Biden slaps Russia with tough sanctions for ‘targeted attack’ on Ukraine

As a full-scale Russian invasion of Ukraine was Critical infrastructure was devastated domestic and coercive Ukrainian citizens flee for their livesPresident Joe Biden has announced the toughest sanctions yet on Russia and its leaders – with a warning that further escalation of the war will lead to “severe” economic costs.

“We will limit our ability to do business in dollars, euros, pounds and Russian yen, to be part of the global economy… We will block the ability to finance and develop Russian military development,” Biden said in remarks from the East Room of the White House on Thursday afternoon. “We will reduce their competitiveness in the high-tech economy of the 21st century. We have already seen the impact of our actions on the Russian currency, the ruble, which earlier in the day today hit the weakest level ever in history”.

For weeks, Biden has claimed that an attempt to occupy Ukraine would cause “rapid and severe” damage to Russian officials and financial institutions. The First round of economic sanctions against the Kremlin, announced in response to Russia’s recognition of the “independence” of two breakaway regions in southeastern Ukraine, targeting Russia’s ability to operate in Western financial markets, as well as some Russia’s richest and most powerful tycoon.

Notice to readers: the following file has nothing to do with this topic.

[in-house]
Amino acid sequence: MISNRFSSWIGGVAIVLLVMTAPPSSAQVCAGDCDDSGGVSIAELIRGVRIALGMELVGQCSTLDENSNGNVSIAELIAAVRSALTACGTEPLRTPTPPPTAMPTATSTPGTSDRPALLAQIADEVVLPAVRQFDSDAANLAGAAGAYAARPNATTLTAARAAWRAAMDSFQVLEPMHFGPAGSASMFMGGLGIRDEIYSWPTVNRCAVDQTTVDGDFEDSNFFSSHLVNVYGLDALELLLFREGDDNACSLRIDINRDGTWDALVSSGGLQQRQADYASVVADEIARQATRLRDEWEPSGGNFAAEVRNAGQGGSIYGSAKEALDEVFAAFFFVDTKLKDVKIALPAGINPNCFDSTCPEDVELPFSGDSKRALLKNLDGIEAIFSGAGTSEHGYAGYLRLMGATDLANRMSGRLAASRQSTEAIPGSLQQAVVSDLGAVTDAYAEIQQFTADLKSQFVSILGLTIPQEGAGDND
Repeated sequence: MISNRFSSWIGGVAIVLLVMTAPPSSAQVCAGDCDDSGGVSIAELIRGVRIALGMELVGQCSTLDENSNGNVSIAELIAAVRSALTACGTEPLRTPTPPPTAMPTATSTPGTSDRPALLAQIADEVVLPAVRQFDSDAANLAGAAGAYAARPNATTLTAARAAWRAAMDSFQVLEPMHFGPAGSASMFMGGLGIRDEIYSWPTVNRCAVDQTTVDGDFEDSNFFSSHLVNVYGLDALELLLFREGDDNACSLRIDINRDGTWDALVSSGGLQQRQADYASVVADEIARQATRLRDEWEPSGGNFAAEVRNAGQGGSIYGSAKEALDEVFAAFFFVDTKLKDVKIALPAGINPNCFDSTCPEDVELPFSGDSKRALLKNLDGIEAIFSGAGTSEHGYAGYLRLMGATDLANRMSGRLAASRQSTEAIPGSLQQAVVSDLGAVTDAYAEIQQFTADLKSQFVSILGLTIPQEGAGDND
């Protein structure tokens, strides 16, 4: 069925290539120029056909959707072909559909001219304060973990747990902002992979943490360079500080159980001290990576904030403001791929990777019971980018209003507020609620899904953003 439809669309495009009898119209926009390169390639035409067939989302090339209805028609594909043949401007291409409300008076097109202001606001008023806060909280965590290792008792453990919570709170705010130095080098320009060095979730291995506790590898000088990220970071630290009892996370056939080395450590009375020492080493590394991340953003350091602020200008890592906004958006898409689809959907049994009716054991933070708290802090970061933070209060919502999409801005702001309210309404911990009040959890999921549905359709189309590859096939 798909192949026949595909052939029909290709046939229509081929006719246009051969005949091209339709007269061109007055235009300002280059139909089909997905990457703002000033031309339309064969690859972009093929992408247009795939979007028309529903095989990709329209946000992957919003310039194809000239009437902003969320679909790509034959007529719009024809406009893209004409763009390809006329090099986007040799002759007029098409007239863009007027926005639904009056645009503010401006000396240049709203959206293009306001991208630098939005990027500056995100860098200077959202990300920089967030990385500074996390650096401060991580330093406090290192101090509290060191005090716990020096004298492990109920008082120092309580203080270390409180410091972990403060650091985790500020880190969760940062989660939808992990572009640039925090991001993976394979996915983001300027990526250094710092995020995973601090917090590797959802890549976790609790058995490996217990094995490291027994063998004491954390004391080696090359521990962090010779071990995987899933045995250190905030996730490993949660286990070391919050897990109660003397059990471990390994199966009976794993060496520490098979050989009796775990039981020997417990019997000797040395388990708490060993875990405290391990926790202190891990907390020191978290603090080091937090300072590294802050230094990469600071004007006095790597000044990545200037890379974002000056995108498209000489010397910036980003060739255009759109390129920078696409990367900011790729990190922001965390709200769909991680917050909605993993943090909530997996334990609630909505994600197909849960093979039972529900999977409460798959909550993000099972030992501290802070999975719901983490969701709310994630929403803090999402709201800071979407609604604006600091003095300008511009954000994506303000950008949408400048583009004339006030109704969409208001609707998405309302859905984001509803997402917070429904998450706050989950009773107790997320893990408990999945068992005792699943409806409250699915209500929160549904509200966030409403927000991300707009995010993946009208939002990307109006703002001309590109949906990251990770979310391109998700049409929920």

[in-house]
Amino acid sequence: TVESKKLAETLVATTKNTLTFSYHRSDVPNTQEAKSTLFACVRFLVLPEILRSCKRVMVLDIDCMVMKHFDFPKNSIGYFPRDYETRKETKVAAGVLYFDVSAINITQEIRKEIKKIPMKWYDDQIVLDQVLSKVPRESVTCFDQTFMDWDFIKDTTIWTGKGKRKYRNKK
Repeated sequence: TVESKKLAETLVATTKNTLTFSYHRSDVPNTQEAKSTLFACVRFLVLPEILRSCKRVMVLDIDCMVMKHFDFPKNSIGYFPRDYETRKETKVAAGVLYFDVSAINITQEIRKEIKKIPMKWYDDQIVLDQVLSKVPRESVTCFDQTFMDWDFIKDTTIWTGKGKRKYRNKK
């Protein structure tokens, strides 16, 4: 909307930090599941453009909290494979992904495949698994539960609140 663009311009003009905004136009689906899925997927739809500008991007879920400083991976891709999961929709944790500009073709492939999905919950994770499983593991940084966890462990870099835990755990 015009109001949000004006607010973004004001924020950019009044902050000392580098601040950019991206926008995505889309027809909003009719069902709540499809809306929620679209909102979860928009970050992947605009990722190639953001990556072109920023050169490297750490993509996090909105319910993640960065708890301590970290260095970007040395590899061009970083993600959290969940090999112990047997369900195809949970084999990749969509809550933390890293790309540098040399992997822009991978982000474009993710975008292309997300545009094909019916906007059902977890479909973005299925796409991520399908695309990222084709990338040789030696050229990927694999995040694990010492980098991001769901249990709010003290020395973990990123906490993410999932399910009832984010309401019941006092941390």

Sanctions — announced in tandem with similar measures by the Group of Seven (G7) and the European Union, including bans on Russian airline Aeroflot from the UK to the decision of Germany’s suspension of the Nord Stream 2 natural gas pipeline, presumably permanently – has been designed to “maximize the long-term impact on Russia,” Biden said.

In a statement ahead of his speech on Thursday, Biden said that the G7 was united in its determination to stop Russia’s invasion of Ukraine. “We agree to move forward with devastating sanctions and other economic measures to hold Russia accountable,” Biden said in that statement.

Biden’s latest package of sanctions includes cutting off Russia’s four biggest banks from Western financial markets, freezing the assets of many similar institutions and Russia’s wealthiest oligarchs abroad. , and stopped exporting certain technologies to Russia from the West.

“The threat of sanctions and the imposition of sanctions and seeing the effects of sanctions are two different things,” Biden said at one point, asking why sanctions were not being implemented. done earlier. “It will weaken his country so much that he will have to make a very, very difficult choice about whether to continue moving towards becoming a second-rate power.”

But the announcement was almost as noticeable for terms it didn’t include as those it did. Biden did not announce that Russia would be barred from participating in the SWIFT messaging system, which would cut it off from most international financial transactions, and Biden also did not release any new information about market immunity. for millions of Ukrainians who could potentially become refugees. in the midst of the occupation.